Saturday, February 24, 2007

14. Cloud Warrior, Book 1 of the Amtrak Wars by Patrick Tilley

Cloud Warrior cover picture

Oh, I am in such turmoil! Our Post-apocalyptic lit expert at the Mount Benson Report recommended this book to me as being well respected in the PA community. It's part of a trilogy (which at this point seem inevitable if I am going to continue reading sci-fi). But I just went to the author's website and found it there are actually two trilogies! Oh, the reading ahead of me.

Anyways, this book rocked. Most of the PA I have read is sort of near-future disasters, things that could happen in our time (No Blade of Grass, Fugue for a Darkening Island, I Am Legend) or in a very near future (most of the Ballard books). The Amtrak Wars is big future PA, taking place 900 years after the fall, with tribes of mutants ("Mutes") on the surface and a growing community of militaristic pures living underground in a super disciplined society. The underground society is built around controlling myths and restricted information. The Mutes are blamed for the wars that destroyed the world and the whole society is geared around slowly expanding their territory on the surface, killing the Mutes (and sometimes enslaving them) as they go. The Federation (as the underground society is known) drives these giant wagon trains of super high tech battle buses and fly sorties from their roof, shooting down Mutes and dropping napalm on their fields.

The Mutes, at least the ones we see, have their own myths, which are much more spiritual. Though they suffer from physical (mainly deformities) and mental mutations (most have no memory), they have a rich tribal life, are powerful warriors and some of them have special "magical" abilities. Their spiritual leader is called a Wordsmith, because he is someone with a memory. It is the Wordsmith's job to remember the 900 years of their history and to pass this on to the next Wordsmith. There are also Seers, who can see the future in some objects, and Summoners, who can control shit with their minds.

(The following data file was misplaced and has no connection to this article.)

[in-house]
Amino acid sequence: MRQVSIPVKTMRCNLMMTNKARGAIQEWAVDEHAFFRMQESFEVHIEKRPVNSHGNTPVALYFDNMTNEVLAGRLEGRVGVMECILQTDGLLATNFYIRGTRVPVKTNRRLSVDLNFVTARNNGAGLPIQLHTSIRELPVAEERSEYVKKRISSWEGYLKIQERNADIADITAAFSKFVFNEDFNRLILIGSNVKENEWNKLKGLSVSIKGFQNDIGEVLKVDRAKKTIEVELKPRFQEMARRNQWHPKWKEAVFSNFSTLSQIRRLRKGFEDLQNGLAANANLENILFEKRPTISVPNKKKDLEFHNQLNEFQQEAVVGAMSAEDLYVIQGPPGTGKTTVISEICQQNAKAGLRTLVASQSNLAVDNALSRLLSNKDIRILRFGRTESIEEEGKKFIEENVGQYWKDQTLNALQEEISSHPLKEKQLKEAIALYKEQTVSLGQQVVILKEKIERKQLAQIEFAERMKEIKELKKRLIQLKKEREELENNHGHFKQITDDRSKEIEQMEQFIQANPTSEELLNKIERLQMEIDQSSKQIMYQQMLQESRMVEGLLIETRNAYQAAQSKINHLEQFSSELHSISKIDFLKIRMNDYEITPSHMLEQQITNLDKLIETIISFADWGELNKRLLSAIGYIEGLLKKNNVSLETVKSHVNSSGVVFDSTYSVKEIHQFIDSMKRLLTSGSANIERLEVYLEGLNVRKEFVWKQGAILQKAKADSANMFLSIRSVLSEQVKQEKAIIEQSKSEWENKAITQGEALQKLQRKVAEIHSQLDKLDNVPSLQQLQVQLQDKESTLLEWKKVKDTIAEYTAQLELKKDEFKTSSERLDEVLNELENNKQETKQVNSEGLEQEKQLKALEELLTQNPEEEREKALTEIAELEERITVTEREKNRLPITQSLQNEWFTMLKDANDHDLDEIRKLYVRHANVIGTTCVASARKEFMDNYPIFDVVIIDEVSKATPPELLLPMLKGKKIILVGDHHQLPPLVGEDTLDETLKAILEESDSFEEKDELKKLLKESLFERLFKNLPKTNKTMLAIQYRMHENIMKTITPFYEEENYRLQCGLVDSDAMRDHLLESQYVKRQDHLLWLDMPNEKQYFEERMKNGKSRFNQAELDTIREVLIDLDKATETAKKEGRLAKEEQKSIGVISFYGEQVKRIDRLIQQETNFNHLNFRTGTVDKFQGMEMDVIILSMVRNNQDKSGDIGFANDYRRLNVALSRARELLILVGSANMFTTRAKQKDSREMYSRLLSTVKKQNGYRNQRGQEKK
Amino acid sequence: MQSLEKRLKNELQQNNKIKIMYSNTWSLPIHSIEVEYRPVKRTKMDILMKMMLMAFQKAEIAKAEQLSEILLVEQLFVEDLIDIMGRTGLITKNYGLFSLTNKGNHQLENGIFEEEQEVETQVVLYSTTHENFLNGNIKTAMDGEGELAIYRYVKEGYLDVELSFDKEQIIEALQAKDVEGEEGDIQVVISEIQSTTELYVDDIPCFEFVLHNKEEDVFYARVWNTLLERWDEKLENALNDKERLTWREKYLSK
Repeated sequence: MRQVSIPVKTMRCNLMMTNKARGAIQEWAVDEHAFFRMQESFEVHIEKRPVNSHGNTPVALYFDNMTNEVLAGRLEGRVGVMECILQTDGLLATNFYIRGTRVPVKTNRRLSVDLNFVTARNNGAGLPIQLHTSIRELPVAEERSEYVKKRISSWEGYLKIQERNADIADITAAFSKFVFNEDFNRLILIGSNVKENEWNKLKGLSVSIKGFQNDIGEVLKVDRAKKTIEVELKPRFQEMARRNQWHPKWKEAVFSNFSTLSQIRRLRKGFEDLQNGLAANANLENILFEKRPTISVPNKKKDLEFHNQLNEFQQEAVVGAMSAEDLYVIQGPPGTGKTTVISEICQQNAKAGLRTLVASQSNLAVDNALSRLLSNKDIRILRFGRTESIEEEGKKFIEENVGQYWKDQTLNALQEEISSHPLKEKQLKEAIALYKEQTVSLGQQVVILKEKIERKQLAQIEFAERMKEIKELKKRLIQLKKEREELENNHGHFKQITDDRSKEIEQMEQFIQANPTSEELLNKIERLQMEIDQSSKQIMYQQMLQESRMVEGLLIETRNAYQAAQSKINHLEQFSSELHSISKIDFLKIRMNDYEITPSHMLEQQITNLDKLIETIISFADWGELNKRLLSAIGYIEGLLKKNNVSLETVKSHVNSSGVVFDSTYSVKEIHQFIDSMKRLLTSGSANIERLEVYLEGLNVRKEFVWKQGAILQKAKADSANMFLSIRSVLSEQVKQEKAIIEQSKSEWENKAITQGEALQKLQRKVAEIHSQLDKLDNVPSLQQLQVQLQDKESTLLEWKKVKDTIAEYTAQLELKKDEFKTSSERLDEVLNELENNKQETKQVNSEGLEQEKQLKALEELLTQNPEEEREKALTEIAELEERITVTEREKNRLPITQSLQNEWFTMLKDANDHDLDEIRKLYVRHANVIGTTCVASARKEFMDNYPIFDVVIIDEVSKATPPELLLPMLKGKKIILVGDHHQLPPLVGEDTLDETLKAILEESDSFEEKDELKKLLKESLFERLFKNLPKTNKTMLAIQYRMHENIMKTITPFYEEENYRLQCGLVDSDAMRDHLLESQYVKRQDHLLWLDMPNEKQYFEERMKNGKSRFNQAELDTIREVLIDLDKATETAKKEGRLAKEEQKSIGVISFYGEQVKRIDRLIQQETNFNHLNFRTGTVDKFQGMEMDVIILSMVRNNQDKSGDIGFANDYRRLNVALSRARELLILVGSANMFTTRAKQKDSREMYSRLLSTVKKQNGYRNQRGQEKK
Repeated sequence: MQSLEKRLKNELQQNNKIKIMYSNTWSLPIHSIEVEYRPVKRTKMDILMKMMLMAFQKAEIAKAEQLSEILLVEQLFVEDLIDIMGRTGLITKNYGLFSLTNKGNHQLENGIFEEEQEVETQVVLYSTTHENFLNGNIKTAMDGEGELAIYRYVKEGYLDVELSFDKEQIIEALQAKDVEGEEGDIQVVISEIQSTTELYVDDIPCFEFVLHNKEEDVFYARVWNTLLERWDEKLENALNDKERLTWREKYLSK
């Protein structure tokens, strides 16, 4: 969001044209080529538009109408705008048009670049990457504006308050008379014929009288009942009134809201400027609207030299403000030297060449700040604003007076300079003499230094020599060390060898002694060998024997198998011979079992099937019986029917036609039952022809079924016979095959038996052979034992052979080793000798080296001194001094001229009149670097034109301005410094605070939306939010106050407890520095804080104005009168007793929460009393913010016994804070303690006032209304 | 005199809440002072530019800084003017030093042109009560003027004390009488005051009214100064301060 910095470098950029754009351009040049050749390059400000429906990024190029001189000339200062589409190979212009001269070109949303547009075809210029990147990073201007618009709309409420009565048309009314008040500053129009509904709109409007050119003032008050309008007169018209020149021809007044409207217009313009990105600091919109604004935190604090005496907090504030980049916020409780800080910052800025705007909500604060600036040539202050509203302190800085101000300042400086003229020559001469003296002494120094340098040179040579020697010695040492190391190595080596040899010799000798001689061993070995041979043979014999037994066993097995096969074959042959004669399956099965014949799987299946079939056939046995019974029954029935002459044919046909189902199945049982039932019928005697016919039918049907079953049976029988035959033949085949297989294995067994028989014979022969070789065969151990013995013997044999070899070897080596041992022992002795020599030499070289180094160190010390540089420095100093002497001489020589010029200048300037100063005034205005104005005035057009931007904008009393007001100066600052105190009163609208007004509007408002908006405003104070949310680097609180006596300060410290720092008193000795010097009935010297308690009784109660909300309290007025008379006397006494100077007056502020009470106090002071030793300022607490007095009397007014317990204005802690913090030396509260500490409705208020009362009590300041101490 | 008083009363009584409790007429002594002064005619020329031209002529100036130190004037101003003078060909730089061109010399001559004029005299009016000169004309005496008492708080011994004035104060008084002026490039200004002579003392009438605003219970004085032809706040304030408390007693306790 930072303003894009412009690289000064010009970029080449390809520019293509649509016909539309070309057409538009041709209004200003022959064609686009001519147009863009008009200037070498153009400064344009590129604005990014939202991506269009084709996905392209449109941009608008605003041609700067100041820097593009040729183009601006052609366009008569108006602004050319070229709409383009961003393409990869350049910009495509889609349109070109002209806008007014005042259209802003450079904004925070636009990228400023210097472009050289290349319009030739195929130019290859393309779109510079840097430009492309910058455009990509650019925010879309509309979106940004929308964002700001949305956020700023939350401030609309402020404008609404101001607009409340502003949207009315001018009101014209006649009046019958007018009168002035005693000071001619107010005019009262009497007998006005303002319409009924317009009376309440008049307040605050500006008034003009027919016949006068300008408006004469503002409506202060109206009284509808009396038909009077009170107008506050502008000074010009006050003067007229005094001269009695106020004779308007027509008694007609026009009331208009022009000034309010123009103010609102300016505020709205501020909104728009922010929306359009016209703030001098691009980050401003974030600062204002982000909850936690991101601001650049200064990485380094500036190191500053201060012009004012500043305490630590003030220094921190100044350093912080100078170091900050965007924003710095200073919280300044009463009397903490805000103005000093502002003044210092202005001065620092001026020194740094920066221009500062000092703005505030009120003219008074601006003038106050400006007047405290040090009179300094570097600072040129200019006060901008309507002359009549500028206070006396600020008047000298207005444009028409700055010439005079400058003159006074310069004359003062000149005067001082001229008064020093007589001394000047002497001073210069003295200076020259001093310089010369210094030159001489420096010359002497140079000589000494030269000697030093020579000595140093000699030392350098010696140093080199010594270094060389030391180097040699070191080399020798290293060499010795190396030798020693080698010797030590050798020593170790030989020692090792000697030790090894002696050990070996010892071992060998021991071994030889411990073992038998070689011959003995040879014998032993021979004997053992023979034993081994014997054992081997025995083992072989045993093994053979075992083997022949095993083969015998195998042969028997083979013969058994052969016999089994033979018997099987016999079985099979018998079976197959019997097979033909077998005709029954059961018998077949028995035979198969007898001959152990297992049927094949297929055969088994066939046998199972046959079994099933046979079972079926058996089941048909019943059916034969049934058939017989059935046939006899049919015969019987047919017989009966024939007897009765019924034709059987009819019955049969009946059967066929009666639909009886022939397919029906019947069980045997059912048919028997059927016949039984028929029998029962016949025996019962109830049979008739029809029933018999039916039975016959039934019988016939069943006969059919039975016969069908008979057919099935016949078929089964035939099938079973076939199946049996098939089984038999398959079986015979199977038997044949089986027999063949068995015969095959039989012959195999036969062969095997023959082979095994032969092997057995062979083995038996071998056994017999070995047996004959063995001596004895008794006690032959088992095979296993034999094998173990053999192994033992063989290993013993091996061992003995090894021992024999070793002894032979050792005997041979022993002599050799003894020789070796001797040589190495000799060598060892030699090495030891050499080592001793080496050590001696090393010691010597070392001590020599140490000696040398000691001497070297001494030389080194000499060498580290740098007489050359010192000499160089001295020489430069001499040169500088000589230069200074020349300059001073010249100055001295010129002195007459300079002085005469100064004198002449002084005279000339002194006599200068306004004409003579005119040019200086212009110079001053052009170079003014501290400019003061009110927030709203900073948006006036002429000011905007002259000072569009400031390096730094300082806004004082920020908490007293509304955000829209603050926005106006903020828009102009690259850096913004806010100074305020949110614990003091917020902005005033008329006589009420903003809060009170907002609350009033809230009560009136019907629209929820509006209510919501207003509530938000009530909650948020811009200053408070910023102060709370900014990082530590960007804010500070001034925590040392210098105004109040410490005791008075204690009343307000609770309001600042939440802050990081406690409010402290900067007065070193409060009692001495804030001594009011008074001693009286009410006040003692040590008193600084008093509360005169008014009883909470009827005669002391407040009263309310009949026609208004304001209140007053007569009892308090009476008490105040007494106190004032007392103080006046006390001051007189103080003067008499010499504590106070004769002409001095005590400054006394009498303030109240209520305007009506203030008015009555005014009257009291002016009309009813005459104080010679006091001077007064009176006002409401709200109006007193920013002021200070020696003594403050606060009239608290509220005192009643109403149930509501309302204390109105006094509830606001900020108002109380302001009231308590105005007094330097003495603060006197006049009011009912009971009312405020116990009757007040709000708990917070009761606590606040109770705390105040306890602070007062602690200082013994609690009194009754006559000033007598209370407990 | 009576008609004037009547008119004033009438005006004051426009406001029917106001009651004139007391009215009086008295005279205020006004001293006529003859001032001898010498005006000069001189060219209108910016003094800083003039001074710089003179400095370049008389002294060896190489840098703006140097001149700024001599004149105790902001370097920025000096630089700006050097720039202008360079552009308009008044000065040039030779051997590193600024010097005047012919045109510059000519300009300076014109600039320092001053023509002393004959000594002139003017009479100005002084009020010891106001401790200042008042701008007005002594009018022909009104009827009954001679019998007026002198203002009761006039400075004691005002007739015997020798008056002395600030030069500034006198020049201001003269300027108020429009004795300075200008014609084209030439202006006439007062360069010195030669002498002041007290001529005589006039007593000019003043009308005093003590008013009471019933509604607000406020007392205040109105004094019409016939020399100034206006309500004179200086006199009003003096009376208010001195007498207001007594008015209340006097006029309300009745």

The structure of the story is divided between Steve, a hotshot rookie pilot for the federation and Cadillac, a junior Wordsmith. Their two stories are told separately, until they come together.

I am totally into the setting. There is also tons of great action (with some pretty gruesome violence). The whole thing is really well thought out, with the mores of the tribe gradually revealed and the complexities of the Federation life as well. There is tons of mystery and I really want to find out more about what is going on behind this world. Finally, the whole thing has a mellow attitude at its core. The Mutes smoke weed and do mushrooms. You know they are the good guys.

I'm totally following this series.


Unknown said...

Awesome! I have known about the series but always been a bit intimidated because it looks to be sort of ongoing forever. Also, the covers seemed to fall into a sci-fi Mack Bolan kinda thing.

I am really excited to read the positive review and will look to find more of the series.


OlmanFeelyus said...

I agree with you on the cover. It is kind of off-putting. I probably would not have picked it up without your recommendation. Actually, the content has some ribaldy stuff that gives it a slight hint of those serialized books. There are some decent sex scenes and some serious gore. But I think overall, the whole thing holds up as a true work of the heart and not some money-making thing, which is I think what tends to distinguish good genre fiction from the Mack Bolan world.